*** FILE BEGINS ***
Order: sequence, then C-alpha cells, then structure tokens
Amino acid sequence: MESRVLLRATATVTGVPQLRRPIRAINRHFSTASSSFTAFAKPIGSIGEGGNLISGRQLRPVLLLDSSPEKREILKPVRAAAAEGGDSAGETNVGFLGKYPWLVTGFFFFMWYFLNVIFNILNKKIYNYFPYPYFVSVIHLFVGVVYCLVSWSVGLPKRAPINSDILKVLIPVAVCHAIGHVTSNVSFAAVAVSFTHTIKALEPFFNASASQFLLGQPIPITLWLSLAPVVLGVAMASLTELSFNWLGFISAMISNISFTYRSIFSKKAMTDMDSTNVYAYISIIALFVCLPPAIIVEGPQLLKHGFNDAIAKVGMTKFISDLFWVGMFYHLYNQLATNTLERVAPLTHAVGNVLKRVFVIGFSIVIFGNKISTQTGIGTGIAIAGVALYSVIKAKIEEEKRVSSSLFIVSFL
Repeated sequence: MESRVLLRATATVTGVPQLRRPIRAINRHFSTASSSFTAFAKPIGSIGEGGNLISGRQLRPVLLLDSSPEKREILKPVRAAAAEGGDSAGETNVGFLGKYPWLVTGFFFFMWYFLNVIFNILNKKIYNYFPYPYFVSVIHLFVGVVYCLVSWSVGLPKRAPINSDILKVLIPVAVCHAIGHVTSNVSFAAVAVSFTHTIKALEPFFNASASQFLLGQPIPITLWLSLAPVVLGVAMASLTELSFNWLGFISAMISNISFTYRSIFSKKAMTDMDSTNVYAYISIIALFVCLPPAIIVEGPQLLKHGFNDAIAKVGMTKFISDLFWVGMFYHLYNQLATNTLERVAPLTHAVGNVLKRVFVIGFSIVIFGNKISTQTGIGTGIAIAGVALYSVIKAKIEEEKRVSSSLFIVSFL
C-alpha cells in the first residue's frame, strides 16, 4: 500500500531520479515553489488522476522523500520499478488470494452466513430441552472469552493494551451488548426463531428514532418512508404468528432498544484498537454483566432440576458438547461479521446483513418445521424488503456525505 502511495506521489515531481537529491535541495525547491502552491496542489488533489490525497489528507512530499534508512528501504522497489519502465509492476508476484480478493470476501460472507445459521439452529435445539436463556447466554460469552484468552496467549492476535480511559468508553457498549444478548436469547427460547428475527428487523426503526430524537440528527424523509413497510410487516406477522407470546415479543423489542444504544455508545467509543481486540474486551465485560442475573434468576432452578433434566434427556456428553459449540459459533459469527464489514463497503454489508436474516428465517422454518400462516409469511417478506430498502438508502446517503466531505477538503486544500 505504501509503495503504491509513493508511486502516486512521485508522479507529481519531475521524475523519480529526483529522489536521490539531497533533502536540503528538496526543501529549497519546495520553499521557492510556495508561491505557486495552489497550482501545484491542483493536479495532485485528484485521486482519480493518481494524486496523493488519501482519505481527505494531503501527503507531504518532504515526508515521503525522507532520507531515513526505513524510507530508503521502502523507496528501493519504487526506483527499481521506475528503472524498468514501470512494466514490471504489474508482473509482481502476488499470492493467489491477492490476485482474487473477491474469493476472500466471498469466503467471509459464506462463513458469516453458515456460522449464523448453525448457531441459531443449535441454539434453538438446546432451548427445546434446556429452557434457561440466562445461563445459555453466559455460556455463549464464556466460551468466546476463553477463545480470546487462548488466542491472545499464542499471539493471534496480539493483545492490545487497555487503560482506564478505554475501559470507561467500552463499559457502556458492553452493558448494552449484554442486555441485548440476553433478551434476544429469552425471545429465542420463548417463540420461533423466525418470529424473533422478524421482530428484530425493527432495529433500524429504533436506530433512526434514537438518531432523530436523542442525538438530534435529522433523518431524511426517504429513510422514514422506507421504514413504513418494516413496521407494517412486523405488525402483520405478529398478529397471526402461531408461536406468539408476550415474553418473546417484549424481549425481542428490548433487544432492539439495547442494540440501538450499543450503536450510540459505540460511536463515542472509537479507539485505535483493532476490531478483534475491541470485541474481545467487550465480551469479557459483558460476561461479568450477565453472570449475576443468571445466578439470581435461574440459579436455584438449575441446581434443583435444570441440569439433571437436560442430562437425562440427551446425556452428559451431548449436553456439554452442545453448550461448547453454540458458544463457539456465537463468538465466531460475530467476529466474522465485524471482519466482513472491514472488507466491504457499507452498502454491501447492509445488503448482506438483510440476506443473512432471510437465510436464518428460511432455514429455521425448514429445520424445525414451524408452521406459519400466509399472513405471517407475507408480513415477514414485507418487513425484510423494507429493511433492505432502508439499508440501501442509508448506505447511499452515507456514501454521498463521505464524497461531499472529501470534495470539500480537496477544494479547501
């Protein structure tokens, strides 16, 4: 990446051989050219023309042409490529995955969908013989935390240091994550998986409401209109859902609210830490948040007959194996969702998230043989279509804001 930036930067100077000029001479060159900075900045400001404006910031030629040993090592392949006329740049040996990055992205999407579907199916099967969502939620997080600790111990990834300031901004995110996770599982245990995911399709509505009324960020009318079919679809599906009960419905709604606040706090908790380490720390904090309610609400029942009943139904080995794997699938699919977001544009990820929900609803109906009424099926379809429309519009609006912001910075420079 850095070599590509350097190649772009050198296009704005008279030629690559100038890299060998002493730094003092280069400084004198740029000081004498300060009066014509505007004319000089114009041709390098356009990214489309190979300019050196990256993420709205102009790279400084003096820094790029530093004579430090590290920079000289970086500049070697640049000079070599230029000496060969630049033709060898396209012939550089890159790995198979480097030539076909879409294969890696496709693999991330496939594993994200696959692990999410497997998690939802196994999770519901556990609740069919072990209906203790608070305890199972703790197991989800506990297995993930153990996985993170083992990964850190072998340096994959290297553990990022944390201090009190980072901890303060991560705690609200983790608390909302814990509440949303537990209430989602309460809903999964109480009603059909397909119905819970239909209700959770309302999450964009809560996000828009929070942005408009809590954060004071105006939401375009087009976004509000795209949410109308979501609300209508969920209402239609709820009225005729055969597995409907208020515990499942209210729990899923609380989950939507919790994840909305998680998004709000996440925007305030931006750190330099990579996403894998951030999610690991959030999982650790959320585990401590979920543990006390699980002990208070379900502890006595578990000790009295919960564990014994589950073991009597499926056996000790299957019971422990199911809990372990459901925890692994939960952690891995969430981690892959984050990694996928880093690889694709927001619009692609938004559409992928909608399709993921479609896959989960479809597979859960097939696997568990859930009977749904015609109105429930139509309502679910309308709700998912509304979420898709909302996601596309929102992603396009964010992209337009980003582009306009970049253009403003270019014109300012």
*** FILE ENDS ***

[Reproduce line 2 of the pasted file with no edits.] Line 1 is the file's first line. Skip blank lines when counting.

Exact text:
Amino acid sequence: MESRVLLRATATVTGVPQLRRPIRAINRHFSTASSSFTAFAKPIGSIGEGGNLISGRQLRPVLLLDSSPEKREILKPVRAAAAEGGDSAGETNVGFLGKYPWLVTGFFFFMWYFLNVIFNILNKKIYNYFPYPYFVSVIHLFVGVVYCLVSWSVGLPKRAPINSDILKVLIPVAVCHAIGHVTSNVSFAAVAVSFTHTIKALEPFFNASASQFLLGQPIPITLWLSLAPVVLGVAMASLTELSFNWLGFISAMISNISFTYRSIFSKKAMTDMDSTNVYAYISIIALFVCLPPAIIVEGPQLLKHGFNDAIAKVGMTKFISDLFWVGMFYHLYNQLATNTLERVAPLTHAVGNVLKRVFVIGFSIVIFGNKISTQTGIGTGIAIAGVALYSVIKAKIEEEKRVSSSLFIVSFL